No digital muzzle flashes here! Bofficles (Chris Miskiewicz) is using a non-gun pistol- a prop made with no real gun parts and equipped with a battery-operated circuit board that electronically ignites magician's flash powder. These are great because they're safe, quiet, and don't have the strict operational requirements that come with a fire arm. The footage came out so great, that I didn't see a need to digitally enhance it.

Snake Eyes (Jeff Orens) exits a dark hallway into a larger storage area. I digitally added the smoke in this scene to match early shots of Snake running. The smoke elements were manually tracking to match the camera movement through the environment. I also animated some masks around the smoke to create the effect of Snake Eyes entering, then exiting the wall of smoke quickly.

How does the smoke enhance this shot? I don't quite know but it somehow adds something to the poetic exit from darkness into the light. That sounds really vague I know, but it's one of the great things about being the director and visual effects artist of your film- you don't need to struggle with articulating why you want something!

Another personal favorite. Snake Eyes doesn't stop running as he takes down another Cobra guard. To film the scene, I ran along side and then in front of stunt man Jeff Orens who was playing Snake Eyes for the day. Muzzle flashes, a fire cracker element, and smoke were all added. As a kid, I loved it in action movies when someone gets shot and they fire their weapon all over the place! This shot is actually twice as long and continued with the camera completely spinning around 360 degrees to catch Snake Eyes running past to clip off another guard. I cut it short because I wanted shorter shots in this part of the edit.

Flint's decryption software completes its task and begins to stream video footage. This is the second half of a computer screen animation I built in Adobe After Effects. The first half plays earlier in the film.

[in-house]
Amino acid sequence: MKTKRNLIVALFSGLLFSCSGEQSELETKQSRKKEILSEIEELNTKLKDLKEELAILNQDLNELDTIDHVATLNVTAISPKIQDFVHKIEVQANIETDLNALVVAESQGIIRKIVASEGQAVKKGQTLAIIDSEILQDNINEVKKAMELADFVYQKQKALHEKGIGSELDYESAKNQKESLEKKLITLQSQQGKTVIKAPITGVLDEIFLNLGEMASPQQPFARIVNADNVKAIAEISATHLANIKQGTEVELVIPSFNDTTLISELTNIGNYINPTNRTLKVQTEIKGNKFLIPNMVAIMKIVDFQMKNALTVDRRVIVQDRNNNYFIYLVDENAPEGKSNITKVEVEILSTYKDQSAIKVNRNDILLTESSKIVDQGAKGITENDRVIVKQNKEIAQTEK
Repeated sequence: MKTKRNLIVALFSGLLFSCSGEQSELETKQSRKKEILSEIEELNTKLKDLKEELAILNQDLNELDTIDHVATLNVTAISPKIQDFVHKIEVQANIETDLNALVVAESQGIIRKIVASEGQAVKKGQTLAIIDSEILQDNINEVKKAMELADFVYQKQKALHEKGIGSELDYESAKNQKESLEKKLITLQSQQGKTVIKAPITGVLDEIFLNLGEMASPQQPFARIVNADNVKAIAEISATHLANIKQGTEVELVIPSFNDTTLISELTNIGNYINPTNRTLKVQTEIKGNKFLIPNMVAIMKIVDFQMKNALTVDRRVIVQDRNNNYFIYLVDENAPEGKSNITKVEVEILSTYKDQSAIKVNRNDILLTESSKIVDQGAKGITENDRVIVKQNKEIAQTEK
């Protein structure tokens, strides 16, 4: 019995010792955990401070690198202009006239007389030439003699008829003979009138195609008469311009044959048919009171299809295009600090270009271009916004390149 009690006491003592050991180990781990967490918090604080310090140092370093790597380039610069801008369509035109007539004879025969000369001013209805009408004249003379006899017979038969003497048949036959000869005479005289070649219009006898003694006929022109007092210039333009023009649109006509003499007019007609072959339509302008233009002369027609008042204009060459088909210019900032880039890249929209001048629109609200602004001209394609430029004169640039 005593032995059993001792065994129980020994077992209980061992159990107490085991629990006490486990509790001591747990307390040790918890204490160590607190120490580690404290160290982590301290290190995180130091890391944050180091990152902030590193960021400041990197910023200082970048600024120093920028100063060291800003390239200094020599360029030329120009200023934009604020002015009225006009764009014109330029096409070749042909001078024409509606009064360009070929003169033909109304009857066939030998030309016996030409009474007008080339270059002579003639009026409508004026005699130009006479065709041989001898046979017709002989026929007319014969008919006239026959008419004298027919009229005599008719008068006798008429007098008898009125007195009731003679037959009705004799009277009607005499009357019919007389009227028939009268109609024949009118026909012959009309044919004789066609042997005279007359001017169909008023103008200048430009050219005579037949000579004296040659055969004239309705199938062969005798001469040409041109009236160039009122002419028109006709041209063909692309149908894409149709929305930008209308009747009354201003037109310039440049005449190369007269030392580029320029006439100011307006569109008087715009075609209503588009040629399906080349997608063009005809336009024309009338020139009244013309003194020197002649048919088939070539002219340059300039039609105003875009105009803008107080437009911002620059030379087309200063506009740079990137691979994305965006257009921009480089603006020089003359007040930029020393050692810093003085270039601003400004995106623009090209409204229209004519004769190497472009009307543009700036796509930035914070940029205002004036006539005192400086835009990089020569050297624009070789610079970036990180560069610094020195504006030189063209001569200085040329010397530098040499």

The animation was constructed so I could just set the numerical value of the software's "progress" status and the animation would count up from there. When it reaches 100%, the decryption window dissolves and is replaced by the loading video sequence which then leads to a "de-pixelation" animation I created. The sequence was filmed off of my flat screen in my studio and was playing on a loop in the After Effects program.

The shallow depth-of-field was partly out of necessity, but revealing it in a skewed perspective was a stylistic choice.

I'm a software developer in my other life, so I really like the, "Logged in as: Flint" status at the bottom of the application.

Scarlett is found. I wanted Scarlett's short screen time to be a memorable one to the audience and also needed to convey its dramatic significance to Snake Eyes who witnesses it.

I desaturated and inverted the last frames of each shot of Scarlett to convey these images getting burned into Snake Eyes' memories forever.

In the scope of the story, I also needed to convincingly show that Snake Eyes was experiencing something personal and dramatic enough that even he would be caugh off guard for what happens next.

Someone or something is cloaked and attacking. You can find tons of tutorials online about how to do cloaked camoflage, so there's really no reason to try to do it on your own. With that said, I realized that I did not exactly film the actors and the environment in the way that would have made the cloaking effect easy.